Table 1: Statistics in different methods (j is fixed and drop suffix j in the following formulation). Either logLR or LR can be used. In addition to the most significant signal, secondary signals can also be identified.

3. Applications

We illustrate the use of the LRT methods by applying them to two datasets with multiple studies for safety signal exploration. The first data is hypothetical, but based on real situation in the PPI data from FDA legacy database. The second data includes 13 published clinical studies on Lipiodol (a contrast agent) from literature search. In both examples, we tried to include studies with similar features for fair comparison (such as similar patients, similar drugs, and similar objectives).

3.1. Analysis of PPI Data with Two Drugs and a Composite AE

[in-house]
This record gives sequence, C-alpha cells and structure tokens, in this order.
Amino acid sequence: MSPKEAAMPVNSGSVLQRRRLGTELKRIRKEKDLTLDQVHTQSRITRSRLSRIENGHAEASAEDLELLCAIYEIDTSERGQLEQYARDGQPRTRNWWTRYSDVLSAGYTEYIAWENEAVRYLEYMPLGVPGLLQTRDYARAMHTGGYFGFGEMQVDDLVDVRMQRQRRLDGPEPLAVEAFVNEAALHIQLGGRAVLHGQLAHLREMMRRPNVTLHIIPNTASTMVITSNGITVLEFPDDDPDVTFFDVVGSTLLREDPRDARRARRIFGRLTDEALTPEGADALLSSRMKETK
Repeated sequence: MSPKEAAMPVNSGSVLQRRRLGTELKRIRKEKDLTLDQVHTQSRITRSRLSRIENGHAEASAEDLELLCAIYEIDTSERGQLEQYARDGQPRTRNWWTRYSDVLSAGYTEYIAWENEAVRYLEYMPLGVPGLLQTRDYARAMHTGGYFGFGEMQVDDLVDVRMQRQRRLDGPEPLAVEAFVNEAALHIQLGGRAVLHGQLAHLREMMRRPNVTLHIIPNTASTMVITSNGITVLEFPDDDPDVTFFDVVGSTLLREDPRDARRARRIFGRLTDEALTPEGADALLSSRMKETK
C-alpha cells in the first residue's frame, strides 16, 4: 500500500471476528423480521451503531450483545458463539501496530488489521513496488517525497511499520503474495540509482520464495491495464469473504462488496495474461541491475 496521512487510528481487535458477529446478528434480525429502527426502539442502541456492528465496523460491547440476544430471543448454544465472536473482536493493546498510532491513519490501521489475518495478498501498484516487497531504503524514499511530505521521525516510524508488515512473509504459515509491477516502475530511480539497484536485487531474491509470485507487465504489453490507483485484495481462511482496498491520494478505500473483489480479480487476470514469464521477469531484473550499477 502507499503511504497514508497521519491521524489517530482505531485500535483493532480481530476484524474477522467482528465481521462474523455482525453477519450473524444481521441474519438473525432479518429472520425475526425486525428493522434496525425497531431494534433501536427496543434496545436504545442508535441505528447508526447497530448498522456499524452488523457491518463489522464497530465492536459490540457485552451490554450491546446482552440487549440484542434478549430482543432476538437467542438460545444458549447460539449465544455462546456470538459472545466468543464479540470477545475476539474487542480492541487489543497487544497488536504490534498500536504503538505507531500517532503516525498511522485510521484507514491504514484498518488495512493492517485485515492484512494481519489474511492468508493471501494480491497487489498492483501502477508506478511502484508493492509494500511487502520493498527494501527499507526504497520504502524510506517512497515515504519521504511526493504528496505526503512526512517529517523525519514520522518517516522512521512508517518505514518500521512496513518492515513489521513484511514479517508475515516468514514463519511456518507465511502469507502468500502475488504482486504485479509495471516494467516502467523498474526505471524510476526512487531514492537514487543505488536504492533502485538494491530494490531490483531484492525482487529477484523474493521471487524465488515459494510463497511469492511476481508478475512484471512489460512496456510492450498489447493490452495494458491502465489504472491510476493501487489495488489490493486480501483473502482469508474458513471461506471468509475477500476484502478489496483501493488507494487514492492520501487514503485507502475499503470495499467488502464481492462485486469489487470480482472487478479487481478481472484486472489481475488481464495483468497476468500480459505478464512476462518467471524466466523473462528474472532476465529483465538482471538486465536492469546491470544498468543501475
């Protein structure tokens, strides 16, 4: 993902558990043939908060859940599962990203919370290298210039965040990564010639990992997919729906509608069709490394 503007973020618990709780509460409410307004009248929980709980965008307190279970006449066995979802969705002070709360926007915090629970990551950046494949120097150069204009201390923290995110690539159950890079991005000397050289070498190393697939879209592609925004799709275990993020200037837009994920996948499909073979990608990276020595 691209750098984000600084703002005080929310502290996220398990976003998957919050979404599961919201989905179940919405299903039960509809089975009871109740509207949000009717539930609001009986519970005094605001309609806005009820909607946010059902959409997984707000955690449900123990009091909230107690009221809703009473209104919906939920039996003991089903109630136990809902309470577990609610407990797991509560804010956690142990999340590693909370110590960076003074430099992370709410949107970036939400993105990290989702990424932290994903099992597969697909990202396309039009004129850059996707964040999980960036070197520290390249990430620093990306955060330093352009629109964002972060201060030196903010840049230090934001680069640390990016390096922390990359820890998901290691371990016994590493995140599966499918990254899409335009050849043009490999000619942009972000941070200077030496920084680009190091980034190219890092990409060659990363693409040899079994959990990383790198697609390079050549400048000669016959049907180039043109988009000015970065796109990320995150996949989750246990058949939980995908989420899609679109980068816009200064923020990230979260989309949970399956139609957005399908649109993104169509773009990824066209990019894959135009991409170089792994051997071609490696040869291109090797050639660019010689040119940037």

Proton Pump Inhibitors (PPIs) are a class of drugs that decrease gastric acid secretion through inhibition of the proton pump. It has been found that PPIs are associated with increased risk of hip fractures (adverse event) [18, 19]. Huang et al. [8] evaluated if the concomitant use of PPIs reduced the efficacy of test drugs intending to treat osteoporosis among targeted patients, using clinical trial data from FDA/OTS/OCS legacy database. That database contained data from 10 trials (including single-arm studies, two-arm studies, and three-arm studies). One medication (test drug for treating osteoporosis, active control, or placebo) will be given to patients in one arm, and PPIs were given to patients in different arms concomitantly. The sample sizes of the trials range from hundreds to more than thousands. The main focus was on the composite AE (AEOST as defined in Huang et al. [8], Appendix A1), which includes many AE terms related with osteoporosis symptoms. After further examination of this data, we noticed that one trial does not have placebo arm, one trial has placebo arm but does not have subjects with concomitant PPIs, and two trials do not have AEOST event reported in placebo + PPIs (PLandPPI) or placebo only (PL) groups. For illustration, we selected 6 trials with AEOST events reported and with partial subjects taking concomitant PPIs in the placebo arm. Note that the patients were randomized into test drug, active control, and placebo arms in those trials. The effect of PPIs and the other drugs (test drug and active control drugs) cannot be separated if they were used together in test drug arm and active drug arm. In the following, we illustrate the analysis of safety signals using the hypothetical data with 6 studies, which reflects the data pattern of the PPI clinical data for comparing PLandPPI and PL.